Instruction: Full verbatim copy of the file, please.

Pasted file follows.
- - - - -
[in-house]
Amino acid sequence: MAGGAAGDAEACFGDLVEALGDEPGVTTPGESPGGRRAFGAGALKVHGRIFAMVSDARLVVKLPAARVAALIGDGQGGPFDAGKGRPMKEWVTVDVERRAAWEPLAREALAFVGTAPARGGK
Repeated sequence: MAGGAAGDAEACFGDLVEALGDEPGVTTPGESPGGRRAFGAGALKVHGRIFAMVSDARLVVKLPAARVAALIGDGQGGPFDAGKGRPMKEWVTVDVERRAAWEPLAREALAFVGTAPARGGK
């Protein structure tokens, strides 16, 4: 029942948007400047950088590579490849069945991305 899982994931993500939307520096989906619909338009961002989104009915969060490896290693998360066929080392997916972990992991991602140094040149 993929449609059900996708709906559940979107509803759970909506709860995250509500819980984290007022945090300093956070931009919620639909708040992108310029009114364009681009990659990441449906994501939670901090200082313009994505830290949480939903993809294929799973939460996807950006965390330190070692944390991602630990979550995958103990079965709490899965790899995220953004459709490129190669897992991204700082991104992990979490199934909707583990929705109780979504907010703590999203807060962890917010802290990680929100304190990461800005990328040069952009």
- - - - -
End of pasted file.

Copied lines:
[in-house]
Amino acid sequence: MAGGAAGDAEACFGDLVEALGDEPGVTTPGESPGGRRAFGAGALKVHGRIFAMVSDARLVVKLPAARVAALIGDGQGGPFDAGKGRPMKEWVTVDVERRAAWEPLAREALAFVGTAPARGGK
Repeated sequence: MAGGAAGDAEACFGDLVEALGDEPGVTTPGESPGGRRAFGAGALKVHGRIFAMVSDARLVVKLPAARVAALIGDGQGGPFDAGKGRPMKEWVTVDVERRAAWEPLAREALAFVGTAPARGGK
């Protein structure tokens, strides 16, 4: 029942948007400047950088590579490849069945991305 899982994931993500939307520096989906619909338009961002989104009915969060490896290693998360066929080392997916972990992991991602140094040149 993929449609059900996708709906559940979107509803759970909506709860995250509500819980984290007022945090300093956070931009919620639909708040992108310029009114364009681009990659990441449906994501939670901090200082313009994505830290949480939903993809294929799973939460996807950006965390330190070692944390991602630990979550995958103990079965709490899965790899995220953004459709490129190669897992991204700082991104992990979490199934909707583990929705109780979504907010703590999203807060962890917010802290990680929100304190990461800005990328040069952009």